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You are here: Home / Library / RBINS Staff Publications 2019 / MAS DE VIGNOLLES XIV (NIMES, GARD, SOUTHERN FRANCE): DIFFERENT PERSPECTIVES ON LAND USE AND MANAGEMENT FROM THE PROTOHISTORY TO THE MIDDLE AGES

Isabel Figueiral, Pascale Chevillot, Mona Court-Picon, Vianney Forrest, Sophie Martin, Hervé Pomarèdes, Philippe Ponel and Christophe Tardy (2019)

MAS DE VIGNOLLES XIV (NIMES, GARD, SOUTHERN FRANCE): DIFFERENT PERSPECTIVES ON LAND USE AND MANAGEMENT FROM THE PROTOHISTORY TO THE MIDDLE AGES

In: 18th Conference of the International Workgroup for Palaeoethnobotany, 3-8 June 2019, Lecce (Italy), ed. by IWGP, pp. 70, Universita del Salento.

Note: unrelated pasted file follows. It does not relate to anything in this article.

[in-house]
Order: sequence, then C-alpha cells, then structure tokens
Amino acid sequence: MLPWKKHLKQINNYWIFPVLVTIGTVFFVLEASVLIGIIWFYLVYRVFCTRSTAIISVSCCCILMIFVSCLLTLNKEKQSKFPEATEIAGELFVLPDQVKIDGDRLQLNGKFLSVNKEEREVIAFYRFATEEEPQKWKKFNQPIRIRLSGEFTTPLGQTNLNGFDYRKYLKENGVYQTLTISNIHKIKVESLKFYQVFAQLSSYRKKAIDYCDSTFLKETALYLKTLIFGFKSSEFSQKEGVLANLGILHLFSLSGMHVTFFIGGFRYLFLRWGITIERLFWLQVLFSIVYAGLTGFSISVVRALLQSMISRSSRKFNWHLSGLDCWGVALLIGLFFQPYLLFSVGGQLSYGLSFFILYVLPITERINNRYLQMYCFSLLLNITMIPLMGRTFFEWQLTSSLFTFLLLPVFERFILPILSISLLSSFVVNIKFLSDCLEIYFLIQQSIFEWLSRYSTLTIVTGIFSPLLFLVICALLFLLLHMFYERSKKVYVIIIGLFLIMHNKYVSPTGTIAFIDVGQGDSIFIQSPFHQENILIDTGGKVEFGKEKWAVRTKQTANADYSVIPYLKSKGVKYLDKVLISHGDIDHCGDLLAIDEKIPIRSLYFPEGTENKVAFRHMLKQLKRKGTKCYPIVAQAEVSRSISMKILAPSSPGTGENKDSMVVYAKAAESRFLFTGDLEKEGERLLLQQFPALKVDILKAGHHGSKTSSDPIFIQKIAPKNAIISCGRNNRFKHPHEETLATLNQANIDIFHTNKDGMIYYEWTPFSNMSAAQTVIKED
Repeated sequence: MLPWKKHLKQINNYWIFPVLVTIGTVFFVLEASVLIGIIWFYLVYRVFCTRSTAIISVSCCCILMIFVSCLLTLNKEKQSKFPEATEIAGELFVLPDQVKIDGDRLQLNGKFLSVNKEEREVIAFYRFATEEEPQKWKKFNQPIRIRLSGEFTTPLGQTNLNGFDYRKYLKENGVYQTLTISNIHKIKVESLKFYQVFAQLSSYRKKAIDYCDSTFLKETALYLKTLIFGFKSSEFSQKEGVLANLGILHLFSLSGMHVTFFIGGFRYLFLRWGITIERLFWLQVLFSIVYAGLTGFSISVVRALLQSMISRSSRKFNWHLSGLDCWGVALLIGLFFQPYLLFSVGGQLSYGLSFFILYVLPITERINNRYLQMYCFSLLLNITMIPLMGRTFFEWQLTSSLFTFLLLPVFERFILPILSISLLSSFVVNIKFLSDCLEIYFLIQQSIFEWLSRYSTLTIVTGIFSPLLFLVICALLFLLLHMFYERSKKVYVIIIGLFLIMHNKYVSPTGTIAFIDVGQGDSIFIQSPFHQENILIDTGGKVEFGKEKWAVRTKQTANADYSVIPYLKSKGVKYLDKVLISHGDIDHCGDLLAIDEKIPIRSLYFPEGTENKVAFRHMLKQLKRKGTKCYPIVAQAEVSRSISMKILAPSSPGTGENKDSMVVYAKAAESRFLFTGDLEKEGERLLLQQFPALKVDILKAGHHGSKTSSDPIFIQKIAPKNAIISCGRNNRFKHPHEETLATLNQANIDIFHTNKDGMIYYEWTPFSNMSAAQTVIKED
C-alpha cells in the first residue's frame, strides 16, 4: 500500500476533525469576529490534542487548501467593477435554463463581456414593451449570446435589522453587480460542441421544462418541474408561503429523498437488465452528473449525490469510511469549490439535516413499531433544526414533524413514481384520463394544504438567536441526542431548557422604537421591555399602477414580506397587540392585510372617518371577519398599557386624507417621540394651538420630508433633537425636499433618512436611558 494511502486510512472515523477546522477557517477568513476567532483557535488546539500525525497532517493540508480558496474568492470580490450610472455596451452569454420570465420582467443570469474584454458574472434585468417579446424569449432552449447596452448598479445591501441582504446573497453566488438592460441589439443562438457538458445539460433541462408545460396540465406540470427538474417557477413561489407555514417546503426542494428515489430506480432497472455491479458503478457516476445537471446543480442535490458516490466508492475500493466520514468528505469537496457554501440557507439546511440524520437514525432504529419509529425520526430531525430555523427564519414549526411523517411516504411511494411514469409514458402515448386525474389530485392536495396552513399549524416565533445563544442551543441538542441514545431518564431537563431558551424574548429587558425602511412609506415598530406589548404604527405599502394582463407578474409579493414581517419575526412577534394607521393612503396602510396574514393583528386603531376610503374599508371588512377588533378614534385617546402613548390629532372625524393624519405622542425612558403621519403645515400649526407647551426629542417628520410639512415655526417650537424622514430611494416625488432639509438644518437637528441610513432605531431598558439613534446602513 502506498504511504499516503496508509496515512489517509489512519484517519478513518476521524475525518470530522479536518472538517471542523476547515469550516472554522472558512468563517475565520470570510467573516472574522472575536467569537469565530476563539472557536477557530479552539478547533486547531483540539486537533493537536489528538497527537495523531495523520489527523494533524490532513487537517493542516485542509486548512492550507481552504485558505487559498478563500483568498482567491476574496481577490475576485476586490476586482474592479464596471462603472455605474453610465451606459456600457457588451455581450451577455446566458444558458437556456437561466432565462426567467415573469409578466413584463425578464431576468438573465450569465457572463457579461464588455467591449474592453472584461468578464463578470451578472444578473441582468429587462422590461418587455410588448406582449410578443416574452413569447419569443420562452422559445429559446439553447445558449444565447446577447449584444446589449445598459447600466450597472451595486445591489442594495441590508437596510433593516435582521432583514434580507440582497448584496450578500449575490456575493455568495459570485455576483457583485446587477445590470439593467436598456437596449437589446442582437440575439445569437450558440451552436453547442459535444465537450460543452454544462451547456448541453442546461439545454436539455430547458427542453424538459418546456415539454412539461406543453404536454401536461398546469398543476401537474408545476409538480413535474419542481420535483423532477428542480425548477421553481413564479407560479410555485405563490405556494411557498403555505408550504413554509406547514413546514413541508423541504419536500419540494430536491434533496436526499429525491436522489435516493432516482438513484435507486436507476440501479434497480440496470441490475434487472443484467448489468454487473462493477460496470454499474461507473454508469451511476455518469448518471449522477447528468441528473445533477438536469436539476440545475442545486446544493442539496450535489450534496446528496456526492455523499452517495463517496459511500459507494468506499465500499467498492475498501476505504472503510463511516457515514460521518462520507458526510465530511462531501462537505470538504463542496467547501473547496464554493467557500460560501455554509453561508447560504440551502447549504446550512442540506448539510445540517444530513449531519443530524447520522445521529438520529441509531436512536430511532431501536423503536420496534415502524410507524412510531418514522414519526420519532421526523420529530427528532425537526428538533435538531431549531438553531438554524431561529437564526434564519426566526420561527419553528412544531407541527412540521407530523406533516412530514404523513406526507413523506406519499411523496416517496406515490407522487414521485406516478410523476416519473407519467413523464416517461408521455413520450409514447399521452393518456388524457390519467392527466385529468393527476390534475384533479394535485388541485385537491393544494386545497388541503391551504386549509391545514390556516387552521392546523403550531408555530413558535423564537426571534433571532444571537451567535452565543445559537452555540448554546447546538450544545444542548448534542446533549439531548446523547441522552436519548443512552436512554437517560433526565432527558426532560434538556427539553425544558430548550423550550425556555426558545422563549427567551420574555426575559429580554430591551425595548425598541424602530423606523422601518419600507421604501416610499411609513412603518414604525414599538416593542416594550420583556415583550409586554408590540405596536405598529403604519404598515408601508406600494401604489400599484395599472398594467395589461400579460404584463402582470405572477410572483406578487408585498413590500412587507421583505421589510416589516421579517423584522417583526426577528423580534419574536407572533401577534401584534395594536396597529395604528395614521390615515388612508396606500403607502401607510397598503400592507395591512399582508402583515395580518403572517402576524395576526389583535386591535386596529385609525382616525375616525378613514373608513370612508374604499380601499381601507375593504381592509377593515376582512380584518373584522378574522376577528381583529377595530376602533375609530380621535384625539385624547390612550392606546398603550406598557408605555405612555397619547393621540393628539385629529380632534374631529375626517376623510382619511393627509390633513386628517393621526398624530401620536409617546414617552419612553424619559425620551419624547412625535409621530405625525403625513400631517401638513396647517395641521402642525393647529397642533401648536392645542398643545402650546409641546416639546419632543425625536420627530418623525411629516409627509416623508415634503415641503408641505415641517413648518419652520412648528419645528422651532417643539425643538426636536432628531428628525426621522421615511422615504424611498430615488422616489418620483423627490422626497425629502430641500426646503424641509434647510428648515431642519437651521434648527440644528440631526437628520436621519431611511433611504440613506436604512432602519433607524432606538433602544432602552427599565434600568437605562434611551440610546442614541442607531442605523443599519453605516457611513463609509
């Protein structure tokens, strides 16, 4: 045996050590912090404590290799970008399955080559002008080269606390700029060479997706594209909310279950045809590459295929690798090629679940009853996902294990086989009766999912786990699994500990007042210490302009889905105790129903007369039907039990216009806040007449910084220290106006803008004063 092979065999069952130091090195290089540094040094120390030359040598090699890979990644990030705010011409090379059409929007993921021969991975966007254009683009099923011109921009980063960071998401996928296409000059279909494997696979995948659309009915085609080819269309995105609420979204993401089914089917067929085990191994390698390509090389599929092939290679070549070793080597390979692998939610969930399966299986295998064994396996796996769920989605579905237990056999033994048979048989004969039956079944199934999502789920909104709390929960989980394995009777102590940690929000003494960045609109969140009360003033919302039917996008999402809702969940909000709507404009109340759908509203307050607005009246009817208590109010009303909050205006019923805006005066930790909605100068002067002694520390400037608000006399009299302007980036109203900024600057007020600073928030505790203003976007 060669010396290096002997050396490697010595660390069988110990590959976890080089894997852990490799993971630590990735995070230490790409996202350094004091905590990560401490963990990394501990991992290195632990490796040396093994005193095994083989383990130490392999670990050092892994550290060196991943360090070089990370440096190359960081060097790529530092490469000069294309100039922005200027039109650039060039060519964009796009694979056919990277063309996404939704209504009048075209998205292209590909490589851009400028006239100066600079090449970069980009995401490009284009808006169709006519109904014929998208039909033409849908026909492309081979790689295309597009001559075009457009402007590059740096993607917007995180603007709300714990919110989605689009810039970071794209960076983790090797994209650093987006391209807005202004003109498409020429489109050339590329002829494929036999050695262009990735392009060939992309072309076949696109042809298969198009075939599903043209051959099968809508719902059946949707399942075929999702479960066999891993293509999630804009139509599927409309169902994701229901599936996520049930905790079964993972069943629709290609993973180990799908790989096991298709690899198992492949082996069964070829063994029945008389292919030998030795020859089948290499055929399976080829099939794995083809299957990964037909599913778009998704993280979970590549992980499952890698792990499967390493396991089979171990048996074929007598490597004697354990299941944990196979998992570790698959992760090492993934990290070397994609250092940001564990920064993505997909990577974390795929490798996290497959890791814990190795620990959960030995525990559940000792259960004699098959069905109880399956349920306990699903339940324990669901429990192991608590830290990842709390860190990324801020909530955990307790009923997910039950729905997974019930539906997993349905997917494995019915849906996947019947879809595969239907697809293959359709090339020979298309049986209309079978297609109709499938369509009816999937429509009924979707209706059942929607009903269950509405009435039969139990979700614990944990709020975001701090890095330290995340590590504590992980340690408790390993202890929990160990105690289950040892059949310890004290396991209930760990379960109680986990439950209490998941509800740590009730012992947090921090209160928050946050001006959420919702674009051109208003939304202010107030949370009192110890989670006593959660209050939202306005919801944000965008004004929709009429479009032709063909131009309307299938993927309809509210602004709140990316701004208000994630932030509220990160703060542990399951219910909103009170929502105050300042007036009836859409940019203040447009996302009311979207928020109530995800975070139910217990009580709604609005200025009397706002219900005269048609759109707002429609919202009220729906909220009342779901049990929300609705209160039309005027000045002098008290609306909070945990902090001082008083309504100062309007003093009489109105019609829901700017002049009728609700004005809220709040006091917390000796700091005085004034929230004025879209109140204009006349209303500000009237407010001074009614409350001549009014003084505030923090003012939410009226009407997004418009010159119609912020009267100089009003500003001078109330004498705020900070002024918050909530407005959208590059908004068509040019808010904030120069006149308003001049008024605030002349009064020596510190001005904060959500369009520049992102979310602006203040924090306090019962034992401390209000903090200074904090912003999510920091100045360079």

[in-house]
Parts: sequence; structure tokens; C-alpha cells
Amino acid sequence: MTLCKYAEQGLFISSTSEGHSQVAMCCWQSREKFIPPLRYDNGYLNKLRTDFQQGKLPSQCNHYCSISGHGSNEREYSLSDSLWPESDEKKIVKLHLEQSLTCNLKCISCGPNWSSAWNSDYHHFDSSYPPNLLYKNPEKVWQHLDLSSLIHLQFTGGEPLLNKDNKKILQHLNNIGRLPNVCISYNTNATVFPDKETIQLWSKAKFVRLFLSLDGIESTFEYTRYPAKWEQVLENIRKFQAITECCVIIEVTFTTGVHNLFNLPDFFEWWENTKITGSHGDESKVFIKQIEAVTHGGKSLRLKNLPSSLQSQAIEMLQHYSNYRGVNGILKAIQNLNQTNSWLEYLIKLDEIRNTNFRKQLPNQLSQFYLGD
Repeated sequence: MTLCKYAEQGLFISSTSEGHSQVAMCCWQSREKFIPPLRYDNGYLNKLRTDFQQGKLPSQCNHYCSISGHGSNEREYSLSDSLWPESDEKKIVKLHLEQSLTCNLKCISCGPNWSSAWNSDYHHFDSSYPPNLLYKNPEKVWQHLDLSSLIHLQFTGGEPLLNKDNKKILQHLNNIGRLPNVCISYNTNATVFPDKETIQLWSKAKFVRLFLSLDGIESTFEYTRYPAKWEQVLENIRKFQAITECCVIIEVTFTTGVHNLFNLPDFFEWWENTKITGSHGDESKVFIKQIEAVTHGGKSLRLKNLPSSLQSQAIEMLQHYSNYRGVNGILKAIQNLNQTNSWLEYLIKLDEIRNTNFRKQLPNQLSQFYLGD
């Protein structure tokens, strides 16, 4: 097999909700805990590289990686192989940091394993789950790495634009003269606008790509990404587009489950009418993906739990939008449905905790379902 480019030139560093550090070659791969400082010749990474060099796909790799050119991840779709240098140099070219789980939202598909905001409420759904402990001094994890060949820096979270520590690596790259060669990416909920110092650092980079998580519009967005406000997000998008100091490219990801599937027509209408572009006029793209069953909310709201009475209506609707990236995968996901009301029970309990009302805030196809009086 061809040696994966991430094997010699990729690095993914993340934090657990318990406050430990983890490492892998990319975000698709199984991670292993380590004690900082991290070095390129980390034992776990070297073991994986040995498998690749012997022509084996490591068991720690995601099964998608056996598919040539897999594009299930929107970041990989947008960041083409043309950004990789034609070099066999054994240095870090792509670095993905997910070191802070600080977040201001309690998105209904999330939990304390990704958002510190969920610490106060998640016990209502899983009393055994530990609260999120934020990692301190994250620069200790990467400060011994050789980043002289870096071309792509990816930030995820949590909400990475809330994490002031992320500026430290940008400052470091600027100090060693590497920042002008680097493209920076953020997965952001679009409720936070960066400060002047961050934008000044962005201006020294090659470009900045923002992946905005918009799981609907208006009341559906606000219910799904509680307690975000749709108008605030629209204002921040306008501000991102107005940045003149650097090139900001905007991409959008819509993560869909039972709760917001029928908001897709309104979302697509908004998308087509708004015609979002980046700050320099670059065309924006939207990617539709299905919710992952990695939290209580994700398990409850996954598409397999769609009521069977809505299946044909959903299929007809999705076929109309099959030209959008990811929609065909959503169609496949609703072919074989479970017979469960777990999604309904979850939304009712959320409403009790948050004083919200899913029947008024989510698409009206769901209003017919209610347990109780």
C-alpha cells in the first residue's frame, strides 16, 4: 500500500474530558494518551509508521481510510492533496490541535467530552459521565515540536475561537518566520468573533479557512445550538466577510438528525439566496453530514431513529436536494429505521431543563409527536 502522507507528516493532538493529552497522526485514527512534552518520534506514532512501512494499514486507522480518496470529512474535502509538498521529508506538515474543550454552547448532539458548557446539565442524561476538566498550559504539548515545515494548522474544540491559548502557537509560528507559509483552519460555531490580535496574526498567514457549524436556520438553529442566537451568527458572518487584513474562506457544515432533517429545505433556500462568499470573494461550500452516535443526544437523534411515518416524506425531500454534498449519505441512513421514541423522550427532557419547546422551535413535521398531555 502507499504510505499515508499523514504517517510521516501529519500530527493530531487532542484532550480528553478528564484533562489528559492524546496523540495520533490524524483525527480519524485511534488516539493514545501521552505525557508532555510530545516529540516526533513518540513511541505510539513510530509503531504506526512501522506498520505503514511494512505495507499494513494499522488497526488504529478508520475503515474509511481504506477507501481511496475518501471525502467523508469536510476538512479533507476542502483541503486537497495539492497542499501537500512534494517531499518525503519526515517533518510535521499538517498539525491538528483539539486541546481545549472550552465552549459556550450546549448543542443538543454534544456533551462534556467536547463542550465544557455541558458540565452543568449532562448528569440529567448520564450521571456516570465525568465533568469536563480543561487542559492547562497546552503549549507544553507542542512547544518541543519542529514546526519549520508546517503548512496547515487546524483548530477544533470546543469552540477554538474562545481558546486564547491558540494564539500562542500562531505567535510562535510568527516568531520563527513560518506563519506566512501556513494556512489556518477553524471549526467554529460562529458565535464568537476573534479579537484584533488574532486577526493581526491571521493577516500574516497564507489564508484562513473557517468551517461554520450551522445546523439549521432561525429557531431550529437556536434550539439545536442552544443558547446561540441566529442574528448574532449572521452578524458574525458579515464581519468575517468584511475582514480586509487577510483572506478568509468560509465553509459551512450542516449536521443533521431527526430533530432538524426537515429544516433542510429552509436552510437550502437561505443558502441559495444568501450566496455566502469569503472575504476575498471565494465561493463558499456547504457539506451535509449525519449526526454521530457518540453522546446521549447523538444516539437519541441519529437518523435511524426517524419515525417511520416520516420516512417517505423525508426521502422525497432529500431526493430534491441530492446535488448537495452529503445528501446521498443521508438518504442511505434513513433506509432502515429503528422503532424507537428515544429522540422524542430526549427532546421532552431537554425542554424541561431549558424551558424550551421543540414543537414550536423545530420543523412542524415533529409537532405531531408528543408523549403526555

The enlargement of a commercial centre in the vicinity of Nîmes (Southern France) offered evidence on land occupation and exploitation, from the Iron Age to the Middle Ages. The location of the living and working areas, paths and agrarian ‘structures’ uncovered was conditioned by the problematic topography and environment (humid depression; cyclic flooding) as identified by geomorphology and malacology. The diversity of the plant cover and of land management is also recognized by malacology, which emphasizes the importance of animal husbandry and pasture during the whole sequence, in agreement with data from pollen, beetles and domestic fauna. Concentrations of cattle remains rekindle the idea of a hypothetical link between significant consumption of cattle meat and humid areas. The impact of human activities on the plant cover is recognized in the low frequencies of arboreal pollen recorded since the Iron Age; however, fuelwood was apparently readily available as suggested by charcoal data. Further information on economic activities is provided by archaeobotany. The importance of Cannabis sativa and Linum usitatissimum may explain why this “ecologically problematic” area was exploited. Access to water is essential for the processing of plant fibres. Cereal cultivation, better recognized by palynology than by archaeobotany, appears to suffer fluctuations through time. The remains of Vitis constitute the first material proof of local vine cultivation during the Middle Ages.
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